with benefits.

Romans 1:1-7 (NKJV)

Paul, a bondservant of Jesus Christ, called to be an apostle, separated to the gospel of God which He promised before through His prophets in the Holy Scriptures, concerning His Son Jesus Christ our Lord, who was born of the seed of David according to the flesh, and declared to be the Son of God with power according to the Spirit of holiness, by the resurrection from the dead. Through Him we have received grace and apostleship for obedience to the faith among all nations for His name, among whom you also are the called of Jesus Christ;

To all who are in Rome, beloved of God, called to be saints:

Grace to you and peace from God our Father and the Lord Jesus Christ.

Try to put yourself is Paul’s shoes here. He had persecuted the church right up until Jesus zapped him on the road to Damascus. After that, he was devoted to spreading the gospel. He was consumed with zeal for that task, but beneath that zeal was a deep sense of guilt about what he had done before his conversion.

Many of us feel the same way, and so we’re kindred spirits. This makes Paul’s letters, especially Romans, widely loved. Romans is preeminent among all the epistles.

Paul’s writings are dominated by grace. He knows that his own forgiveness can come only on those terms; yet he knows he’s forgiven. Thus, he got it. His guilt is not an obsession; it’s simply a fact.

Paul’s writings are also dominated by the sense of being owned. He begins this letter by calling himself a bondservant of Jesus Christ. The word in Greek is δοῦλος (dou-los) and it literally means slave—one who is owned by another. Many translations shrink from translating this literally because biblical slavery wasn’t like American slavery. Yes, slavery wasn’t as inhumane back then, but it was still ownership.

And Paul was happy to be owned.

Do you think of yourself as a slave?

When we confess Jesus as Lord, we are swearing fealty to Him. It’s silly to think you can join a kingdom without swearing fealty to its king. You can’t even join a fraternity without swearing fealty.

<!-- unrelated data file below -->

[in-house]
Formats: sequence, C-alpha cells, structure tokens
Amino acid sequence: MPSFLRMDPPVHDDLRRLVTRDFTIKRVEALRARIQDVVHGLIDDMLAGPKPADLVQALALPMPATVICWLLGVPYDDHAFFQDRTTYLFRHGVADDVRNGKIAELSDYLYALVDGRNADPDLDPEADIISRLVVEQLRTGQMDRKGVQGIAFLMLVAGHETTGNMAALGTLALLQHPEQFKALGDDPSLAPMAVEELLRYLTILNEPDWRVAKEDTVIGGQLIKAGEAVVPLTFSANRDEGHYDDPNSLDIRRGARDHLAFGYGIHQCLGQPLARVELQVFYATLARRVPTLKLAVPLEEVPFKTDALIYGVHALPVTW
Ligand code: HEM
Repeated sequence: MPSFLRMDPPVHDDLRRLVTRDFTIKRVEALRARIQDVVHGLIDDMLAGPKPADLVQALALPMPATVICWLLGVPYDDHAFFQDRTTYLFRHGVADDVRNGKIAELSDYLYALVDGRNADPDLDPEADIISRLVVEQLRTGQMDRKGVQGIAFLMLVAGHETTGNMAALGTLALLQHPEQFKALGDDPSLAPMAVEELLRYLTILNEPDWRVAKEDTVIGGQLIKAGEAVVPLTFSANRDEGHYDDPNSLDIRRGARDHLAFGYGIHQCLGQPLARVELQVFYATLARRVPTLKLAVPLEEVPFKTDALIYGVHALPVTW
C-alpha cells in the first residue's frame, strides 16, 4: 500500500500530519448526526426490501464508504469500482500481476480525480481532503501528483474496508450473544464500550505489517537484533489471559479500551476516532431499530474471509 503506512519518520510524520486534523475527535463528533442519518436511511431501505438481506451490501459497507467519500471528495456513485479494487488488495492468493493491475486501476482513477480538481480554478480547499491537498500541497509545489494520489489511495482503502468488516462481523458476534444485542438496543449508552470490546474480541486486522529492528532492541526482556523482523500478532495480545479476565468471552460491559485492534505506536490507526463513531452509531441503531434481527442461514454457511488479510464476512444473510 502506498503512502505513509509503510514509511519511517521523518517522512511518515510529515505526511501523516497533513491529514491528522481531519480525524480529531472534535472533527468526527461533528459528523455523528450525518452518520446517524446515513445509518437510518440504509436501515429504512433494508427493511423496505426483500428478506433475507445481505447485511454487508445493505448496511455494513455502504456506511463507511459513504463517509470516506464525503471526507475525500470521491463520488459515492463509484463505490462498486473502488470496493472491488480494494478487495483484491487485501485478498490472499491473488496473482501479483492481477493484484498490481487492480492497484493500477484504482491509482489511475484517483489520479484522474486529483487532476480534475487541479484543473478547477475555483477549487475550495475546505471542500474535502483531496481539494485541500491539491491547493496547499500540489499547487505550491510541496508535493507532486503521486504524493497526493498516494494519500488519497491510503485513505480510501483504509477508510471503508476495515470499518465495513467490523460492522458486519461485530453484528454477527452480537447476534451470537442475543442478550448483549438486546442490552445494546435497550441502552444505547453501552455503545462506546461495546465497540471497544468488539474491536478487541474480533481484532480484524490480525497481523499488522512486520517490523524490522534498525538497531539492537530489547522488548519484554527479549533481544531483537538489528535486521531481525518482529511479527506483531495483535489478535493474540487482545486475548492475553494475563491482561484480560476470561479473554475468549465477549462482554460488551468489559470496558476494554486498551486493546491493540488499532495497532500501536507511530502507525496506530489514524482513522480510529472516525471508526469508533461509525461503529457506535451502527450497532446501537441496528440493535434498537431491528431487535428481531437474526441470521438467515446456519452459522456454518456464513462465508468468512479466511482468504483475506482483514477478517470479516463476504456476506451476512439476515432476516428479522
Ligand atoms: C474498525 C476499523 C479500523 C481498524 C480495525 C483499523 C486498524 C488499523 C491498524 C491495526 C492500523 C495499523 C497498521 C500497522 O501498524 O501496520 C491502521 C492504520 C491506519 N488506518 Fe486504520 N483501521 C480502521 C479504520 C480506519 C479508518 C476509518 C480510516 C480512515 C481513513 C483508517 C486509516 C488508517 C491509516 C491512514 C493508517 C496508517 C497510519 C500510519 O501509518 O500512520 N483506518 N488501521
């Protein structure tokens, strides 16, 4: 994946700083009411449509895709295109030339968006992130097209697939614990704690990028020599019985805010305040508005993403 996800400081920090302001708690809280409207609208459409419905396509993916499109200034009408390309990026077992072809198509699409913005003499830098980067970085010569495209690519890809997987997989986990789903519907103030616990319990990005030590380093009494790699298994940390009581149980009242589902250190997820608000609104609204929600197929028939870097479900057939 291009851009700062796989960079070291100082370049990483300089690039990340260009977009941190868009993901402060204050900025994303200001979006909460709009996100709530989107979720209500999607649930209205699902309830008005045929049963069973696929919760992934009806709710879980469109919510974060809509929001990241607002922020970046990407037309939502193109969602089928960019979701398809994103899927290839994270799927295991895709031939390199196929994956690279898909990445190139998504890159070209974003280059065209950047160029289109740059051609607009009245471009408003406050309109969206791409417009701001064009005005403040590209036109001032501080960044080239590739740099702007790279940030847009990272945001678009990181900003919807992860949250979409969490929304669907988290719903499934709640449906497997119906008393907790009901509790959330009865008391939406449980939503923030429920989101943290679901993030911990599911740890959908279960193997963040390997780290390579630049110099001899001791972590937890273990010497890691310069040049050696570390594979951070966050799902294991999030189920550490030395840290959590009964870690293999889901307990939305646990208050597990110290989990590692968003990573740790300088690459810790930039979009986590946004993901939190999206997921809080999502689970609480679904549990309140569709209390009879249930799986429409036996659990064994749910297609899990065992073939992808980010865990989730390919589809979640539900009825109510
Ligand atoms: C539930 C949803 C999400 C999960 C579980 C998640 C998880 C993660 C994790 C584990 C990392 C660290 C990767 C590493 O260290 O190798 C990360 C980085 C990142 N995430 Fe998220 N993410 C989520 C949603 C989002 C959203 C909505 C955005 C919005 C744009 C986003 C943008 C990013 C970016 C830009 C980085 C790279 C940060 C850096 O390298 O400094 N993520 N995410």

And note two key points. First, confessing Jesus as “my personal savior” isn’t even a pledge of fealty. The confession references (Matthew 7:21, Romans 10:9, 1 Corinthians 12:3, Philippians 2:11) are all about confessing Him as Lord (my Lord.)

Even the demons believe—and tremble. — James 2:19b (NKJV)

The second point is even more important. None of the references are in the past tense. Confessing Jesus as Lord isn’t something you do once and then, “set it and forget it,” as Ron Popeil used to say. It’s not the pledge of fealty that matters; it’s the fealty. That’s lifelong. (And don’t forget, your fealty could never earn your salvation; it’s not that impressive. Salvation is by grace alone.)

Be happy to be owned. The fringe benefits are awesome.

All the weekly study guides, which include all five devotionals plus related questions for discussion or meditation, are available for download here:

Mike Slay

As a mathematician, inventor, and ruling elder in the Presbyterian Church in America, Mike Slay brings an analytical, conversational, and even whimsical approach to the daily study of God's Word.